slide19
Aneurin Bevan, 1897-1960

I read the newspaper avidly. It is my one form of continuous fiction.

slide20
Harper Lee, 1926-

Until I feared I would lose it, I never loved to read. One does not love breathing.

slide21
Groucho Marx, 1890-1977

I must say that I find television very educational. The minute somebody turns it on, I go to the library and read a book.

slide22
Montesquieu, 1689-1755

I’ve never known any trouble that an hour’s reading didn’t assuage.

slide23
Anna Quindlen, 1953-

I would be most content if my children grew up to be the kind of people who think decorating consists mostly of building enough bookshelves.

slide24
John Ruskin, 1819-1900

All books can be divided into two classes, the books of the hour, and the books of all time.

slide25
Dr. Seuss, 1904-91

The more that you read,

the more things you will know.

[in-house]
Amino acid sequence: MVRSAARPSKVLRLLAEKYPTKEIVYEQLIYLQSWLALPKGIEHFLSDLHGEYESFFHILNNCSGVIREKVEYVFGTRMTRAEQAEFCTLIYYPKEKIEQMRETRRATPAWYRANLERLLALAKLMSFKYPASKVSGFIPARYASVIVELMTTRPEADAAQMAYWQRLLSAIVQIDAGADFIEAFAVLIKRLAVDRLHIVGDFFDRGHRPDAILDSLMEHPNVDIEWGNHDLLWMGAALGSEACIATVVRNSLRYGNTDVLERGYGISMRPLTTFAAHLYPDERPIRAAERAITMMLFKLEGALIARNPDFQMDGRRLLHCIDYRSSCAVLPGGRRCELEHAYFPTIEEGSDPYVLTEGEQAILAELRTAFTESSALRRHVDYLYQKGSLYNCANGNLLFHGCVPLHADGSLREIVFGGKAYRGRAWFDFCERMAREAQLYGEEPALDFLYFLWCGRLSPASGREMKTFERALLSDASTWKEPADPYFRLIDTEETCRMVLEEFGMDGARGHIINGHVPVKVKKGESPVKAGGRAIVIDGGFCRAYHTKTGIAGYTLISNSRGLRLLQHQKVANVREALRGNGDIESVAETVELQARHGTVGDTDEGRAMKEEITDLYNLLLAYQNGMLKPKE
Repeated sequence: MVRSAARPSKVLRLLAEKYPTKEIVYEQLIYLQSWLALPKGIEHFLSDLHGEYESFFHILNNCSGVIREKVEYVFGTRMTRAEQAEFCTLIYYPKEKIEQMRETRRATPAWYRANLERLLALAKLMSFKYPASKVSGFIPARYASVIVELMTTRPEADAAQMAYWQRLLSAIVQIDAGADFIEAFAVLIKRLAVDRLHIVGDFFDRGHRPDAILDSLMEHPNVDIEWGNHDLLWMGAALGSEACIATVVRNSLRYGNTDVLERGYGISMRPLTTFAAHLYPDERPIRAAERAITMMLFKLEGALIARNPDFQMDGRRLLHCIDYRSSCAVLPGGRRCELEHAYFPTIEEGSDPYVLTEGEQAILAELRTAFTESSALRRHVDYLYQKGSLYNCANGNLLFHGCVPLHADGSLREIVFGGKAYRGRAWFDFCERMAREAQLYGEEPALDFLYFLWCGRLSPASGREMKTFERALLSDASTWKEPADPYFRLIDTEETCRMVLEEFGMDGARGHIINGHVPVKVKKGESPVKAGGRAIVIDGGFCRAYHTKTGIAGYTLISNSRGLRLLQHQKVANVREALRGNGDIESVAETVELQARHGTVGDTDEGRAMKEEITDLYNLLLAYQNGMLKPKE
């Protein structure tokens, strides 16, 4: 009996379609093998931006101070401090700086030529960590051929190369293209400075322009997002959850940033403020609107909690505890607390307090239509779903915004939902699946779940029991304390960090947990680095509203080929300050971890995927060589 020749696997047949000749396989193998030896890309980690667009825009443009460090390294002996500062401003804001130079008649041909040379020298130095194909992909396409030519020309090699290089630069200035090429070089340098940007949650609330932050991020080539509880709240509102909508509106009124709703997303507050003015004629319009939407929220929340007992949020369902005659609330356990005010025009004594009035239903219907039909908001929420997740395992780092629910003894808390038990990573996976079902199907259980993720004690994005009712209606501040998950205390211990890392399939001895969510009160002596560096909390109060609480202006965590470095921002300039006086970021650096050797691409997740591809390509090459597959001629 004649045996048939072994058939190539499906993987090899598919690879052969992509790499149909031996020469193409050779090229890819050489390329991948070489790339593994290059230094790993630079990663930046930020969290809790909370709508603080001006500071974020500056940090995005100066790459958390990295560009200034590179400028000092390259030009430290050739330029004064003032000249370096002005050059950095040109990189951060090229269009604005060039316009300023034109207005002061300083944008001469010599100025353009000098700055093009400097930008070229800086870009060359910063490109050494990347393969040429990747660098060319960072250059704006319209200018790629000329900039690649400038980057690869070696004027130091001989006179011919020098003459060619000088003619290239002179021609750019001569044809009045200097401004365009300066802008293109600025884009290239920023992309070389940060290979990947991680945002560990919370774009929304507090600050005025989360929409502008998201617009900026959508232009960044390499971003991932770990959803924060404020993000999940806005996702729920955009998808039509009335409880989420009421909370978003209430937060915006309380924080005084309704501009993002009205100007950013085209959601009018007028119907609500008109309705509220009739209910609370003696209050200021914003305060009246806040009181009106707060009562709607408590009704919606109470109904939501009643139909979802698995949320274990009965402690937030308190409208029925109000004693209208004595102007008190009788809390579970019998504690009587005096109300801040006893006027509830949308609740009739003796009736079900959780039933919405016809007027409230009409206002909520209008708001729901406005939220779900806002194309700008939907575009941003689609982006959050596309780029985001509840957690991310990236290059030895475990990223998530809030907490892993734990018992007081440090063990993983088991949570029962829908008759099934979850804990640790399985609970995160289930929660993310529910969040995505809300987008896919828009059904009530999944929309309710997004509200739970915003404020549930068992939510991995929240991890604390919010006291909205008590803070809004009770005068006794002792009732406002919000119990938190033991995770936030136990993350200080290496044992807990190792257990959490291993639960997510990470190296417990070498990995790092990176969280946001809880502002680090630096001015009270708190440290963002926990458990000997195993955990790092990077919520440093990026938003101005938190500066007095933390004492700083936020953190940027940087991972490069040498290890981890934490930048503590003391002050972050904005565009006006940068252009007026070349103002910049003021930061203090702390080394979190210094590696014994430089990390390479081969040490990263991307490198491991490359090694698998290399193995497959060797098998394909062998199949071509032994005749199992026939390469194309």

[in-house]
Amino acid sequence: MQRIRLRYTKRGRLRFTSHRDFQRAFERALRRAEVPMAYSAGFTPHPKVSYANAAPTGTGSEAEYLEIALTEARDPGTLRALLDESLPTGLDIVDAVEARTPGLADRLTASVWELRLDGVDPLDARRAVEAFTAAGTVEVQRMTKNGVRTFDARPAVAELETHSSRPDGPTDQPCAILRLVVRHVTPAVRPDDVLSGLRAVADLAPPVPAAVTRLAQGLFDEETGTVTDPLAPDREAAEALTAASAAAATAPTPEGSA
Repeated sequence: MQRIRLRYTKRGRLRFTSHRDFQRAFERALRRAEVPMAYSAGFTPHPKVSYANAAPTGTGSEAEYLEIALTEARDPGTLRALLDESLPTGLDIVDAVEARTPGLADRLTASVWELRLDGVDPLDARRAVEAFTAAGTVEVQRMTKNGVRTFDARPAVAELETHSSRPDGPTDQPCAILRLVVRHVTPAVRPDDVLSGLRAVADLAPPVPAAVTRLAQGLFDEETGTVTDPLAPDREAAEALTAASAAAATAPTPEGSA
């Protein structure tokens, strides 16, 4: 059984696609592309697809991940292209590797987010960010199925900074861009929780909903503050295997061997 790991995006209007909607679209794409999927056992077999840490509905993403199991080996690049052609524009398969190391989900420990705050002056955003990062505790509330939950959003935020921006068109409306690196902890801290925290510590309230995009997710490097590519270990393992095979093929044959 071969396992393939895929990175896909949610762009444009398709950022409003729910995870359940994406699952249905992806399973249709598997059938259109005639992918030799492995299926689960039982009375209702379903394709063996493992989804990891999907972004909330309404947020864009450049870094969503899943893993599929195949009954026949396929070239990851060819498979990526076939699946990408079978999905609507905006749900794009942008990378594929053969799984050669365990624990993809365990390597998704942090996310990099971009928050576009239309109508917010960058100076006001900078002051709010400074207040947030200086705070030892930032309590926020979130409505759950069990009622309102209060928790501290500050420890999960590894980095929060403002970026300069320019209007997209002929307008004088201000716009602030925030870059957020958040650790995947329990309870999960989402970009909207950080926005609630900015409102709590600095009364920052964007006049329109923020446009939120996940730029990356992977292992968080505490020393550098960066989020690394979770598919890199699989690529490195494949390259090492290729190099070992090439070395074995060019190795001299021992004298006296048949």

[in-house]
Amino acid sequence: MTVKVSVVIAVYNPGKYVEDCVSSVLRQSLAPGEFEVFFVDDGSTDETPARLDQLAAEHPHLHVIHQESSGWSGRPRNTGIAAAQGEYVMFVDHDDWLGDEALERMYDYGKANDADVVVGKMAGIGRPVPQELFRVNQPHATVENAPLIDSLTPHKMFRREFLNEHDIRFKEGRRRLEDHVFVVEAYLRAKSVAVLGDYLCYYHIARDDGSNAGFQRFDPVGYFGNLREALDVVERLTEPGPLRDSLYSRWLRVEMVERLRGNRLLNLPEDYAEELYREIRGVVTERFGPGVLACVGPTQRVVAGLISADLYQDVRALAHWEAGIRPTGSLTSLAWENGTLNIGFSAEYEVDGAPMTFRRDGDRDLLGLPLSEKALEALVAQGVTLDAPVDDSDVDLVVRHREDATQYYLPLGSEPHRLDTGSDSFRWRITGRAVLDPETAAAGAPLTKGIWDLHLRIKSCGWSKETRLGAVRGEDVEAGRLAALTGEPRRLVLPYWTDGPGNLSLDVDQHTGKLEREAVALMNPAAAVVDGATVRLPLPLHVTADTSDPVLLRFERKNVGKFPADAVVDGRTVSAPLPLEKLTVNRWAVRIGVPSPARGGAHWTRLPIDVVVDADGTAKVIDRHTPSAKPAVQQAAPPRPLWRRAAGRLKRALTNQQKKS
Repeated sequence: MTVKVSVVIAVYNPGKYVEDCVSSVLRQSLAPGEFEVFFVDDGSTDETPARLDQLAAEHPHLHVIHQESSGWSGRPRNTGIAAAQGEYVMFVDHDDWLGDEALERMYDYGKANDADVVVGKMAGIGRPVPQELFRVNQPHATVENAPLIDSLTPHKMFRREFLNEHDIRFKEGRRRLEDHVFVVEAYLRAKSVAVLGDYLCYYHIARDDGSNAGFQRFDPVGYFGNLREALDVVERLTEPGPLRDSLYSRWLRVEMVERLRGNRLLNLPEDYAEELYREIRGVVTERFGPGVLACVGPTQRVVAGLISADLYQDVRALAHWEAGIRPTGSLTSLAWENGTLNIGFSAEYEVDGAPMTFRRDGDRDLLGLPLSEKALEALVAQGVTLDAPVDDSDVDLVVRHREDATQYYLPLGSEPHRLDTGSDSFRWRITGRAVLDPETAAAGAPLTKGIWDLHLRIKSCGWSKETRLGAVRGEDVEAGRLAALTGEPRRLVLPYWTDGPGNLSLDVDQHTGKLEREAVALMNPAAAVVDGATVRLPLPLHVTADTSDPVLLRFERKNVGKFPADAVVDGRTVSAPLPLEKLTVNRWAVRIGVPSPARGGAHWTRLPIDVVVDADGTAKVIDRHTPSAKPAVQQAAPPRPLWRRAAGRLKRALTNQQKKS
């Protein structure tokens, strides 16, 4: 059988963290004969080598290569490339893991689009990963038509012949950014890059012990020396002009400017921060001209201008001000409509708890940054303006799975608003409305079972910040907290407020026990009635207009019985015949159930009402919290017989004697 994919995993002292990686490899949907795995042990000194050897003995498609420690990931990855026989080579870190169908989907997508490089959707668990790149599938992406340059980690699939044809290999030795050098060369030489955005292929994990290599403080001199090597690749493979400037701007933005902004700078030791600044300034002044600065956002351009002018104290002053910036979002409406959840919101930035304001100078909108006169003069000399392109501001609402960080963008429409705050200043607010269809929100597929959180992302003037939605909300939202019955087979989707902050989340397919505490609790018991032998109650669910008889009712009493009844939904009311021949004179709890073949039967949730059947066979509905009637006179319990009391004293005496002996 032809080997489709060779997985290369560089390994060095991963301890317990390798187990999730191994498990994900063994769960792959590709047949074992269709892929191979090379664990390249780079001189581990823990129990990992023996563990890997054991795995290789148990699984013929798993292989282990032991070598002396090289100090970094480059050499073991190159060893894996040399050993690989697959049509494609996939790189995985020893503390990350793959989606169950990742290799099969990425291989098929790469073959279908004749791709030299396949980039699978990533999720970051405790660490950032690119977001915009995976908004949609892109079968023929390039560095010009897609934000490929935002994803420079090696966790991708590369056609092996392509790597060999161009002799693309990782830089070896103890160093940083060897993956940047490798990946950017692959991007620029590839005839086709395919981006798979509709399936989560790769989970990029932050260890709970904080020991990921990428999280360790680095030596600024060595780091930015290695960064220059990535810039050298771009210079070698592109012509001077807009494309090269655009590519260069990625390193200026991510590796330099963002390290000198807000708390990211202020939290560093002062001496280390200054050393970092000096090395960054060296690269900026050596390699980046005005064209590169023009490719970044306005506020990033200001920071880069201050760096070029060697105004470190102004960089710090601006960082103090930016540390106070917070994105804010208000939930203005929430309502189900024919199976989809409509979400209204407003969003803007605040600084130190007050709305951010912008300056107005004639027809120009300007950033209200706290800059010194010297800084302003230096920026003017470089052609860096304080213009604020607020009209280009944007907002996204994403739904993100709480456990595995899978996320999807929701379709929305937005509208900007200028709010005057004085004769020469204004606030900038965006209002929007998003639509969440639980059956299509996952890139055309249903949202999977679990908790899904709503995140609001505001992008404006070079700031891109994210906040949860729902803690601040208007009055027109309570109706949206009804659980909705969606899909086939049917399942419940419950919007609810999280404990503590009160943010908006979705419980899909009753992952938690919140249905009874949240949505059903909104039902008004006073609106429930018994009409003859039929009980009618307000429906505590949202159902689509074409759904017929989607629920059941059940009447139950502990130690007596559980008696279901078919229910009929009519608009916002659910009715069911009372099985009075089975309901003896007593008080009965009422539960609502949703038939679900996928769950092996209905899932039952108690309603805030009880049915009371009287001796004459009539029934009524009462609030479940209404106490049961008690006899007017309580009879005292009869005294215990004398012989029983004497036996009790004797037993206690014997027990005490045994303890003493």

The more that you learn,

the more places you’ll go.

slide26
Virginia Woolf, 1882-1941

Fiction is like a spider’s web, attached ever so lightly perhaps, but still attached to life at all four corners.

slide27
Moses Hadas, 1900-1966

This book fills a much needed gap.

slide28
Herbert Samuel, 1870-1963

A library is thought in cold storage.

slide29
Jorge Luis Borges, 1899-1986

I have always imagined that Paradise will be a kind of library.

slide30
Jean Fritz, 1915-

When I discovered libraries, it was like having Christmas

every day.

slide31
Ralph Waldo Emerson,1803-82

What’s a book? Everything or nothing. The eye that sees it is all.

slide32
Erasmus, 1466-1536

When I get a little money, I buy books; and if any is left, I buy food and clothes.

slide33
James Baldwin, 1924-87

It was books that taught me that the things that tormented me were the very things that connected me with all the people who were alive, or who have ever been alive.

slide34
Heinrich Heine, 1797-1856

Wherever they burn books, sooner or later they will burn human beings as well.

slide35
Joseph Brodsky, 1940-

There are worse crimes than burning books. One of them is not reading them.

slide36
Ray Bradbury, 1920-

You don't have to burn books to destroy a culture. Just get people to stop reading them.

slide37